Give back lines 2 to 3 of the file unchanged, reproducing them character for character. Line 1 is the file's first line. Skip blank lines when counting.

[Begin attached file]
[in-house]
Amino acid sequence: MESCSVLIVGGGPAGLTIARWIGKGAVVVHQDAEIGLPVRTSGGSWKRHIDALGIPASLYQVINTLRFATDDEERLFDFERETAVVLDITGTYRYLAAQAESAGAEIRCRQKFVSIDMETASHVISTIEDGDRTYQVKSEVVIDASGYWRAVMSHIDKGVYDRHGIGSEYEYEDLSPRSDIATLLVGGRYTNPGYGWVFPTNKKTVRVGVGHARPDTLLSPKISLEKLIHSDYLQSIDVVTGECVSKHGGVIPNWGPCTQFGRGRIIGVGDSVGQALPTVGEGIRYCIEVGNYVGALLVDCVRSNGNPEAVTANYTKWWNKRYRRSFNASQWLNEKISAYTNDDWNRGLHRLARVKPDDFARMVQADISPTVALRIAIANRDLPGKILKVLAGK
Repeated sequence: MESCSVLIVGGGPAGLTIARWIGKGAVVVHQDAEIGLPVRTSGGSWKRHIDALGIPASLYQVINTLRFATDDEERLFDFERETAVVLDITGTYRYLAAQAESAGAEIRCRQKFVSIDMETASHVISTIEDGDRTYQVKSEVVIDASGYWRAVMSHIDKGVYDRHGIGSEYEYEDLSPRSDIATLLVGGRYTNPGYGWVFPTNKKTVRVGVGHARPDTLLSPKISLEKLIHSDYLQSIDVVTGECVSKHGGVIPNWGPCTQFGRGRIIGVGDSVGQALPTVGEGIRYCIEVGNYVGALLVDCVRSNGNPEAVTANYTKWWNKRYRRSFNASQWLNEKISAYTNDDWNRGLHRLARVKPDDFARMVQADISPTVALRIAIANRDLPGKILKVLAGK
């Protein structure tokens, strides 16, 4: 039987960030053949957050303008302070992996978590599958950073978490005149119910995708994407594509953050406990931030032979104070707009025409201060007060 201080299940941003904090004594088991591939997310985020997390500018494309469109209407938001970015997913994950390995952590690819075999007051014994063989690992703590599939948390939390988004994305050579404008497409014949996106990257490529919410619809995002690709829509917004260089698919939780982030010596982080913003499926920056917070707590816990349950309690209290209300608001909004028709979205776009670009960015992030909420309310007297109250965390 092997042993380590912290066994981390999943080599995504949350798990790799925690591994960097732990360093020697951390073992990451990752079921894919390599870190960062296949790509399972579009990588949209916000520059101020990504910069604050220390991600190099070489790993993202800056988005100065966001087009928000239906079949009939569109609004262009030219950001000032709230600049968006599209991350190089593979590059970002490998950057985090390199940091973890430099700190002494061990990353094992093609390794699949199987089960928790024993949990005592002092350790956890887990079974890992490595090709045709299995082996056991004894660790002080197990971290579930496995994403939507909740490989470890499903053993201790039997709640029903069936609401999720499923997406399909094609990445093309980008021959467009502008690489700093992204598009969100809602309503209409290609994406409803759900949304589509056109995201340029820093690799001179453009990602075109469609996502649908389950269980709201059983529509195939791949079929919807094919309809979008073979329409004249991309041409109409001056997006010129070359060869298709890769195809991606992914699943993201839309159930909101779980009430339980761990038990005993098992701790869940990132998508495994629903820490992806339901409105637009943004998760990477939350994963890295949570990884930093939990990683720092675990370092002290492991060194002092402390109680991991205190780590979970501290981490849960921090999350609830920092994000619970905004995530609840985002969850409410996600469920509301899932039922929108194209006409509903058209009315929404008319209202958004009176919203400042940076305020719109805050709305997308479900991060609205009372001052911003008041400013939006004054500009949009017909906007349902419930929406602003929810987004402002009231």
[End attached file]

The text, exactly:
Amino acid sequence: MESCSVLIVGGGPAGLTIARWIGKGAVVVHQDAEIGLPVRTSGGSWKRHIDALGIPASLYQVINTLRFATDDEERLFDFERETAVVLDITGTYRYLAAQAESAGAEIRCRQKFVSIDMETASHVISTIEDGDRTYQVKSEVVIDASGYWRAVMSHIDKGVYDRHGIGSEYEYEDLSPRSDIATLLVGGRYTNPGYGWVFPTNKKTVRVGVGHARPDTLLSPKISLEKLIHSDYLQSIDVVTGECVSKHGGVIPNWGPCTQFGRGRIIGVGDSVGQALPTVGEGIRYCIEVGNYVGALLVDCVRSNGNPEAVTANYTKWWNKRYRRSFNASQWLNEKISAYTNDDWNRGLHRLARVKPDDFARMVQADISPTVALRIAIANRDLPGKILKVLAGK
Repeated sequence: MESCSVLIVGGGPAGLTIARWIGKGAVVVHQDAEIGLPVRTSGGSWKRHIDALGIPASLYQVINTLRFATDDEERLFDFERETAVVLDITGTYRYLAAQAESAGAEIRCRQKFVSIDMETASHVISTIEDGDRTYQVKSEVVIDASGYWRAVMSHIDKGVYDRHGIGSEYEYEDLSPRSDIATLLVGGRYTNPGYGWVFPTNKKTVRVGVGHARPDTLLSPKISLEKLIHSDYLQSIDVVTGECVSKHGGVIPNWGPCTQFGRGRIIGVGDSVGQALPTVGEGIRYCIEVGNYVGALLVDCVRSNGNPEAVTANYTKWWNKRYRRSFNASQWLNEKISAYTNDDWNRGLHRLARVKPDDFARMVQADISPTVALRIAIANRDLPGKILKVLAGK